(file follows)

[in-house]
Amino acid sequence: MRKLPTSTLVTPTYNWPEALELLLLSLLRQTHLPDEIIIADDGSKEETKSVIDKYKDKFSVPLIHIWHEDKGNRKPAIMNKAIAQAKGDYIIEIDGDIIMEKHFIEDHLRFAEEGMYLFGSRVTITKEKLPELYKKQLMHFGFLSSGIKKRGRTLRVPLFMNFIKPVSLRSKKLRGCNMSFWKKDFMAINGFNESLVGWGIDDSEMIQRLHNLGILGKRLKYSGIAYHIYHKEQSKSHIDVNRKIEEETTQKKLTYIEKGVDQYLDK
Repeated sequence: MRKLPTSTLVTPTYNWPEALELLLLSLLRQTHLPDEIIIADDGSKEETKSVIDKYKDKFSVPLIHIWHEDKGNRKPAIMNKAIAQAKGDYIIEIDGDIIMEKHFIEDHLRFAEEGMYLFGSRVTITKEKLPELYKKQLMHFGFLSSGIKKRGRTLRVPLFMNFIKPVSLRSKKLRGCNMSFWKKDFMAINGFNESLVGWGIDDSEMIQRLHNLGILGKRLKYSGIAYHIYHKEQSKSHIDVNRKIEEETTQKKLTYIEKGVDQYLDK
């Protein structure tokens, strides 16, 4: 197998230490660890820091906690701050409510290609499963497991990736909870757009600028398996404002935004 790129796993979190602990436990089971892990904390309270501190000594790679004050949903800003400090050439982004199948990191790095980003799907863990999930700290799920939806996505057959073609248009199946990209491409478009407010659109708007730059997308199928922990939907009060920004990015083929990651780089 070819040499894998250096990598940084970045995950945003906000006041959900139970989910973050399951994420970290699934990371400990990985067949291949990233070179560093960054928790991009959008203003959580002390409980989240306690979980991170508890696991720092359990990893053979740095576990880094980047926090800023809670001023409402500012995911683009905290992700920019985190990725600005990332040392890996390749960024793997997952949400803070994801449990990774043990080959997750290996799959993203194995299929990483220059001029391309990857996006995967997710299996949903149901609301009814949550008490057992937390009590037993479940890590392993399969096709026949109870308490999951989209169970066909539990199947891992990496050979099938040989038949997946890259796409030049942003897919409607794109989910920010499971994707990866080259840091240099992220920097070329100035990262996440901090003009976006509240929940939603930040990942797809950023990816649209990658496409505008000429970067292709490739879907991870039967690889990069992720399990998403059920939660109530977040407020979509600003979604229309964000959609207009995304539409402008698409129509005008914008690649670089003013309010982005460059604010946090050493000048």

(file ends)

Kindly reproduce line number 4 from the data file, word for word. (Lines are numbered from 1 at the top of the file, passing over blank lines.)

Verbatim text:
């Protein structure tokens, strides 16, 4: 197998230490660890820091906690701050409510290609499963497991990736909870757009600028398996404002935004 790129796993979190602990436990089971892990904390309270501190000594790679004050949903800003400090050439982004199948990191790095980003799907863990999930700290799920939806996505057959073609248009199946990209491409478009407010659109708007730059997308199928922990939907009060920004990015083929990651780089 070819040499894998250096990598940084970045995950945003906000006041959900139970989910973050399951994420970290699934990371400990990985067949291949990233070179560093960054928790991009959008203003959580002390409980989240306690979980991170508890696991720092359990990893053979740095576990880094980047926090800023809670001023409402500012995911683009905290992700920019985190990725600005990332040392890996390749960024793997997952949400803070994801449990990774043990080959997750290996799959993203194995299929990483220059001029391309990857996006995967997710299996949903149901609301009814949550008490057992937390009590037993479940890590392993399969096709026949109870308490999951989209169970066909539990199947891992990496050979099938040989038949997946890259796409030049942003897919409607794109989910920010499971994707990866080259840091240099992220920097070329100035990262996440901090003009976006509240929940939603930040990942797809950023990816649209990658496409505008000429970067292709490739879907991870039967690889990069992720399990998403059920939660109530977040407020979509600003979604229309964000959609207009995304539409402008698409129509005008914008690649670089003013309010982005460059604010946090050493000048």